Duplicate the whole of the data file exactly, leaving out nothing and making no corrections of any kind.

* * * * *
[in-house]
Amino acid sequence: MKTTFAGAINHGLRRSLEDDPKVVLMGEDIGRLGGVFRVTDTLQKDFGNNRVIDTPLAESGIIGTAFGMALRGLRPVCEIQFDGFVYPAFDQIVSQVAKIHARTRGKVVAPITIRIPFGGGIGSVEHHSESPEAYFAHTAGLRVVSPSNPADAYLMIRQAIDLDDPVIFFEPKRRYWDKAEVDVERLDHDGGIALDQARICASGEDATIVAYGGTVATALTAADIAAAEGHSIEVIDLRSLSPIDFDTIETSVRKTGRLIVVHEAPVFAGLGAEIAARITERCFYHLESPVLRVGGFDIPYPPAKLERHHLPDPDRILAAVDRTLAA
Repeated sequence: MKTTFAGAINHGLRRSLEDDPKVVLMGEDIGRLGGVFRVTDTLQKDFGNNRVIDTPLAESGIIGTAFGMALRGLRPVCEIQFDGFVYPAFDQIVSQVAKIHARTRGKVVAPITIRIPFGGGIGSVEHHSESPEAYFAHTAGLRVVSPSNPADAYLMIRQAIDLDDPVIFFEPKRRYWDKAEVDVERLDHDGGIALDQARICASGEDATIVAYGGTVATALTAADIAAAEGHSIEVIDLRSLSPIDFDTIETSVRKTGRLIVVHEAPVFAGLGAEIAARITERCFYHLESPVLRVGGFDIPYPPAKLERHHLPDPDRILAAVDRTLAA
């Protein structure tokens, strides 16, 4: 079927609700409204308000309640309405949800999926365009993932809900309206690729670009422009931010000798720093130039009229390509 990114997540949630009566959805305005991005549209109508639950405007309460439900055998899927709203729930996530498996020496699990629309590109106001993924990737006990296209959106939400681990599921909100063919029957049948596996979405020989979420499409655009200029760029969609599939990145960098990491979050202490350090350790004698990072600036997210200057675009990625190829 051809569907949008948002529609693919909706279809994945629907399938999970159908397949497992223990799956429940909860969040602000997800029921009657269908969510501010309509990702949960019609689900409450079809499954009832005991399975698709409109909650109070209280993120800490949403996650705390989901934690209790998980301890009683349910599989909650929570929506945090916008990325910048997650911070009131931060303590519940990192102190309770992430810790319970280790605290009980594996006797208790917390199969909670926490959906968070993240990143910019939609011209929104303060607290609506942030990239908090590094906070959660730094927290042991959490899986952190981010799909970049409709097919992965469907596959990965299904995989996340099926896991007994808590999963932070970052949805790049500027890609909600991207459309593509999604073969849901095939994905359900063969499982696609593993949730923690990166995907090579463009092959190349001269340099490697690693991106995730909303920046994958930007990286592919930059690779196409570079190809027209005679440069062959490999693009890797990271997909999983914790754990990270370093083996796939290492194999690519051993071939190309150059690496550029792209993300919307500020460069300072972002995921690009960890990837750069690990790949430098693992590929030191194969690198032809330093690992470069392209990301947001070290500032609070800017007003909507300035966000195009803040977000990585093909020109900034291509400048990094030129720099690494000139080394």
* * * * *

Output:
[in-house]
Amino acid sequence: MKTTFAGAINHGLRRSLEDDPKVVLMGEDIGRLGGVFRVTDTLQKDFGNNRVIDTPLAESGIIGTAFGMALRGLRPVCEIQFDGFVYPAFDQIVSQVAKIHARTRGKVVAPITIRIPFGGGIGSVEHHSESPEAYFAHTAGLRVVSPSNPADAYLMIRQAIDLDDPVIFFEPKRRYWDKAEVDVERLDHDGGIALDQARICASGEDATIVAYGGTVATALTAADIAAAEGHSIEVIDLRSLSPIDFDTIETSVRKTGRLIVVHEAPVFAGLGAEIAARITERCFYHLESPVLRVGGFDIPYPPAKLERHHLPDPDRILAAVDRTLAA
Repeated sequence: MKTTFAGAINHGLRRSLEDDPKVVLMGEDIGRLGGVFRVTDTLQKDFGNNRVIDTPLAESGIIGTAFGMALRGLRPVCEIQFDGFVYPAFDQIVSQVAKIHARTRGKVVAPITIRIPFGGGIGSVEHHSESPEAYFAHTAGLRVVSPSNPADAYLMIRQAIDLDDPVIFFEPKRRYWDKAEVDVERLDHDGGIALDQARICASGEDATIVAYGGTVATALTAADIAAAEGHSIEVIDLRSLSPIDFDTIETSVRKTGRLIVVHEAPVFAGLGAEIAARITERCFYHLESPVLRVGGFDIPYPPAKLERHHLPDPDRILAAVDRTLAA
């Protein structure tokens, strides 16, 4: 079927609700409204308000309640309405949800999926365009993932809900309206690729670009422009931010000798720093130039009229390509 990114997540949630009566959805305005991005549209109508639950405007309460439900055998899927709203729930996530498996020496699990629309590109106001993924990737006990296209959106939400681990599921909100063919029957049948596996979405020989979420499409655009200029760029969609599939990145960098990491979050202490350090350790004698990072600036997210200057675009990625190829 051809569907949008948002529609693919909706279809994945629907399938999970159908397949497992223990799956429940909860969040602000997800029921009657269908969510501010309509990702949960019609689900409450079809499954009832005991399975698709409109909650109070209280993120800490949403996650705390989901934690209790998980301890009683349910599989909650929570929506945090916008990325910048997650911070009131931060303590519940990192102190309770992430810790319970280790605290009980594996006797208790917390199969909670926490959906968070993240990143910019939609011209929104303060607290609506942030990239908090590094906070959660730094927290042991959490899986952190981010799909970049409709097919992965469907596959990965299904995989996340099926896991007994808590999963932070970052949805790049500027890609909600991207459309593509999604073969849901095939994905359900063969499982696609593993949730923690990166995907090579463009092959190349001269340099490697690693991106995730909303920046994958930007990286592919930059690779196409570079190809027209005679440069062959490999693009890797990271997909999983914790754990990270370093083996796939290492194999690519051993071939190309150059690496550029792209993300919307500020460069300072972002995921690009960890990837750069690990790949430098693992590929030191194969690198032809330093690992470069392209990301947001070290500032609070800017007003909507300035966000195009803040977000990585093909020109900034291509400048990094030129720099690494000139080394």